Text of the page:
In May 2009, we completed an underwritten public offering of 11.6 million shares of newly issued common stock at a public offering price of $19.25 per share. The underwriters of the offering partially exercised their over-allotment option and purchased an additional 266,673 shares of newly issued common stock. We had granted the underwriters an over-allotment option to purchase an additional 1.74 million shares. The net proceeds from the offering, including the partial exercise of the over-allotment option, were approximately $217 million after deducting underwriting commissions but before offering expenses. The net proceeds from the offering qualify as tangible common equity and Tier 1 capital and are being used for working capital and general corporate purposes.
TARP Capital Purchase Program
In January 2009, we issued 243,815 shares of fixed rate cumulative perpetual preferred stock, Series B (Series B Preferred Stock) to the United States Treasury (U.S. Treasury) under the TARP Capital Purchase Program (CPP) of the Emergency Economic Stabilization Act of 2008 for proceeds of $243.8 million. Cumulative dividends on the Series B Preferred Stock are payable at 5% per annum for the first five years and at a rate of 9% per annum thereafter on the liquidation preference of $1,000 per share. We are prohibited from paying any dividend with respect to shares of our common stock unless all accrued and unpaid dividends are paid in full on the Series B Preferred Stock for all past dividend periods. The Series B Preferred Stock is non-voting, other than class voting rights on matters that could adversely affect the Series B Preferred Stock. The Series B Preferred Stock is callable at par after three years. Prior to the end of three years, the Series B Preferred Stock may be redeemed with the proceeds from one or more qualified equity offerings of any Tier 1 perpetual preferred or common stock of at least $61.0 million (each a Qualified Equity Offering). The redemption price is equal to the sum of the liquidation amount per share and any accrued and unpaid dividends on the Series B preferred Stock. The U.S. Treasury may also transfer the Series B Preferred Stock to a third party at any time. Notwithstanding the foregoing limitations, the American Recovery and Reinvestment Act of 2009 (ARRA) requires the U.S. Treasury, subject to consultation with appropriate banking regulators, to permit participants in the CPP to redeem preferred stock issued under the CPP without regard to whether the recipient has completed a Qualified Equity Offering or replaced such funds from any other source, or to any waiting period.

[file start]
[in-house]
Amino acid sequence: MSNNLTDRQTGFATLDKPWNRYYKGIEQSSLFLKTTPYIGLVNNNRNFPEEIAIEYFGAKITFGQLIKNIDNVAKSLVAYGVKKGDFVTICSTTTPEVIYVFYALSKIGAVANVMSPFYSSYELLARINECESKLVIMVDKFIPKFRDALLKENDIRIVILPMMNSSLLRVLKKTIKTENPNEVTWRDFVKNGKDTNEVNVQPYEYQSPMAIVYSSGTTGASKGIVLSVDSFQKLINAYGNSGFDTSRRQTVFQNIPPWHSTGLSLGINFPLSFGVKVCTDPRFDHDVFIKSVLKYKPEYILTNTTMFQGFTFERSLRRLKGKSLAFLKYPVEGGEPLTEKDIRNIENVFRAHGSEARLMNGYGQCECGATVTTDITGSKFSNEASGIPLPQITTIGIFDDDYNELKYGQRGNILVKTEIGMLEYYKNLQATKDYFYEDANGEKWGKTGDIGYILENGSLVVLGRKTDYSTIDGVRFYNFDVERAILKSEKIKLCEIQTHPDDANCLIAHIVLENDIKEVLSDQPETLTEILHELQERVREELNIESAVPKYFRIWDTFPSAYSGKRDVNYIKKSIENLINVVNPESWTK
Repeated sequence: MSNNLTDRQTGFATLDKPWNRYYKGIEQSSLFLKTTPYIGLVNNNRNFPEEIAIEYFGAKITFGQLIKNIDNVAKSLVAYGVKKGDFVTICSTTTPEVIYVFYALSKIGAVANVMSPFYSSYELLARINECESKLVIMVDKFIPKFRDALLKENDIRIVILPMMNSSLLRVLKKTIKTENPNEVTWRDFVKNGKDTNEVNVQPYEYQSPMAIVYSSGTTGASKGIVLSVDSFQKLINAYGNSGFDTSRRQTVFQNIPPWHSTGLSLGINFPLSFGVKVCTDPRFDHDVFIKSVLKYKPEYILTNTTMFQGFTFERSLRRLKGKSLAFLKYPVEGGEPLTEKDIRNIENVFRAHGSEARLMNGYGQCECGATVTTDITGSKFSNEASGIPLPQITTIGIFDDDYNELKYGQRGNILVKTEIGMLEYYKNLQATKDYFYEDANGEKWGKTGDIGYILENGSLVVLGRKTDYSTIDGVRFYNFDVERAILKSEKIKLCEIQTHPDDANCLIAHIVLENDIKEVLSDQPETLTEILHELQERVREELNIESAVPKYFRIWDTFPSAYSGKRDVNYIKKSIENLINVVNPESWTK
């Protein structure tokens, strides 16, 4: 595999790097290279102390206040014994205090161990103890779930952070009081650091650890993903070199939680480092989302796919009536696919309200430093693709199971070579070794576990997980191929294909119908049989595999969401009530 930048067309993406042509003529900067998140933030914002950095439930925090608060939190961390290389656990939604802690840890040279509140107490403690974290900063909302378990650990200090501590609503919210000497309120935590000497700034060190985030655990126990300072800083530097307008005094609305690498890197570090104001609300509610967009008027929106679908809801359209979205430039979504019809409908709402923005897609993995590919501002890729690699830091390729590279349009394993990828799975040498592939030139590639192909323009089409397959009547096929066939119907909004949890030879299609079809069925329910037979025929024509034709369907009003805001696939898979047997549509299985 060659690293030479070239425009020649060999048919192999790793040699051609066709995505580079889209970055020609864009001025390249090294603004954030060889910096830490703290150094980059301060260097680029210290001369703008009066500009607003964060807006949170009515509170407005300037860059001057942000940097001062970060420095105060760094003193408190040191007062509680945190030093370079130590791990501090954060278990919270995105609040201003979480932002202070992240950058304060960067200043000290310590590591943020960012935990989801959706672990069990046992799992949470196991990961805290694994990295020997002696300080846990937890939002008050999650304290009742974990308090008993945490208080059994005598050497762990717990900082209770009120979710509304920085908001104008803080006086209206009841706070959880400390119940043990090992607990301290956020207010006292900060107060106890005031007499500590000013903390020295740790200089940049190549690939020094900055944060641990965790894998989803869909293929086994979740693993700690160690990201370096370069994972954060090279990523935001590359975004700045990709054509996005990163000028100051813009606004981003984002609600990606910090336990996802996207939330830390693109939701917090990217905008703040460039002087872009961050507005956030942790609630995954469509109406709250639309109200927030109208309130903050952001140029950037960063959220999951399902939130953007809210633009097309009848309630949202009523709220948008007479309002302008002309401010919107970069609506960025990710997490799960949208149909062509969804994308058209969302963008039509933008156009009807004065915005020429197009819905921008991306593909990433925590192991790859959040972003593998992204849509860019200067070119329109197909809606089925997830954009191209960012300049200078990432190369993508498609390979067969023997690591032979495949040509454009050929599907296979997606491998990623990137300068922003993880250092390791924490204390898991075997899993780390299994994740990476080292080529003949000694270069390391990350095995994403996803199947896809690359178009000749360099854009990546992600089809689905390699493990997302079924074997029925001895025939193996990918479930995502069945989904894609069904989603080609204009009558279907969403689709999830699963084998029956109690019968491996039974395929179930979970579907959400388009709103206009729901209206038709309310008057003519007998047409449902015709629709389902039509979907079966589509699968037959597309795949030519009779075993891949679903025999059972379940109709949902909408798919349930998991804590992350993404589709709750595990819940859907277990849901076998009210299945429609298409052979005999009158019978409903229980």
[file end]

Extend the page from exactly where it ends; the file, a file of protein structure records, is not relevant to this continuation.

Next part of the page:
In conjunction with the purchase of the Companys Series B Preferred Stock, the U.S. Treasury received a ten year warrant to purchase up to 1,290,026 shares of the Companys common stock with an aggregate market price equal to $36.6 million or 15% of the Series B Preferred Stock. The warrants exercise price of $28.35 per share was calculated based on the average closing price of the Companys common stock on the 20 trading days ending on the last trading day prior to the date of the U.S. Treasurys approval of our application under the CPP. The U.S. Treasury may not exercise or transfer the warrants with respect to more than half of the initial shares of common stock underlying the warrants prior to the earlier of (a) the date on which we receive aggregate gross proceeds of not less than $243.8 million from one or more Qualified Equity Offerings and (b) December 31, 2009. The number of shares of common stock to be delivered upon settlement of the warrants will be reduced by 50% if we receive aggregate gross proceeds of at least $243.8 million from one or more Qualified Equity Offerings prior to December 31, 2009. The ARRA requires the U.S. Treasury to liquidate these warrants if we fully redeem the Series B Preferred Stock either as a result of redemption by us at a market price determined under the warrants or sale by the U.S. Treasury to third party.